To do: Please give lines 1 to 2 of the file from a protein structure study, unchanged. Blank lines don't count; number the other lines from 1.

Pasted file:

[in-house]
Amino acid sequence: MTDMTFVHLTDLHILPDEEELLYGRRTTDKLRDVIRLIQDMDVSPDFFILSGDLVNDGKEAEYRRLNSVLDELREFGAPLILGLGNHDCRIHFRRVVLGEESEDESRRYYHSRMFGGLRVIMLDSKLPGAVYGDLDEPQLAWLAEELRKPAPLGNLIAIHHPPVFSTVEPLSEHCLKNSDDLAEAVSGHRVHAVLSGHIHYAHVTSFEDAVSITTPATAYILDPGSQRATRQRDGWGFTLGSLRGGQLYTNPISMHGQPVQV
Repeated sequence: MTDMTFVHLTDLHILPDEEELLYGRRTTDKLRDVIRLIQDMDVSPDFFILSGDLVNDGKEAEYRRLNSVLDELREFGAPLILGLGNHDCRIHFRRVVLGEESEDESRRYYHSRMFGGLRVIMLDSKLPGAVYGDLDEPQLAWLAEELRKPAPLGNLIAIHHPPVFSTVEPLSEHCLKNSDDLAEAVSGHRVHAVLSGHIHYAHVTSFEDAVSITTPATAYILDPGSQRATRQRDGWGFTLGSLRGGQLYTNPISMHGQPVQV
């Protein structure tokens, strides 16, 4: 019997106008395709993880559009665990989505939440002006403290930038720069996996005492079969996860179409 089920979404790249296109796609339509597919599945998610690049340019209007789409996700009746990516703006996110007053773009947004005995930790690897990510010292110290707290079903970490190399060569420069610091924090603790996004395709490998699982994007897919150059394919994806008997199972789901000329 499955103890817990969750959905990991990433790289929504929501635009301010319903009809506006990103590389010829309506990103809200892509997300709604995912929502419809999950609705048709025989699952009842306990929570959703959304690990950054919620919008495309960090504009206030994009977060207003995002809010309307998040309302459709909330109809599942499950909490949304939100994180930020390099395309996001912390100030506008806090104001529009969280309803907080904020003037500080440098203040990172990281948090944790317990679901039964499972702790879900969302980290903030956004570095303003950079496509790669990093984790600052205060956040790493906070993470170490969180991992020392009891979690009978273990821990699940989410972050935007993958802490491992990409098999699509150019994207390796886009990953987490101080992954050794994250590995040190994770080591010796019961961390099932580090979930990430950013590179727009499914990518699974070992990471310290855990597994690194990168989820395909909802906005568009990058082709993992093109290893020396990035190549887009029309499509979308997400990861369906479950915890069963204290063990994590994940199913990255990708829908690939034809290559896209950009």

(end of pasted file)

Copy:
[in-house]
Amino acid sequence: MTDMTFVHLTDLHILPDEEELLYGRRTTDKLRDVIRLIQDMDVSPDFFILSGDLVNDGKEAEYRRLNSVLDELREFGAPLILGLGNHDCRIHFRRVVLGEESEDESRRYYHSRMFGGLRVIMLDSKLPGAVYGDLDEPQLAWLAEELRKPAPLGNLIAIHHPPVFSTVEPLSEHCLKNSDDLAEAVSGHRVHAVLSGHIHYAHVTSFEDAVSITTPATAYILDPGSQRATRQRDGWGFTLGSLRGGQLYTNPISMHGQPVQV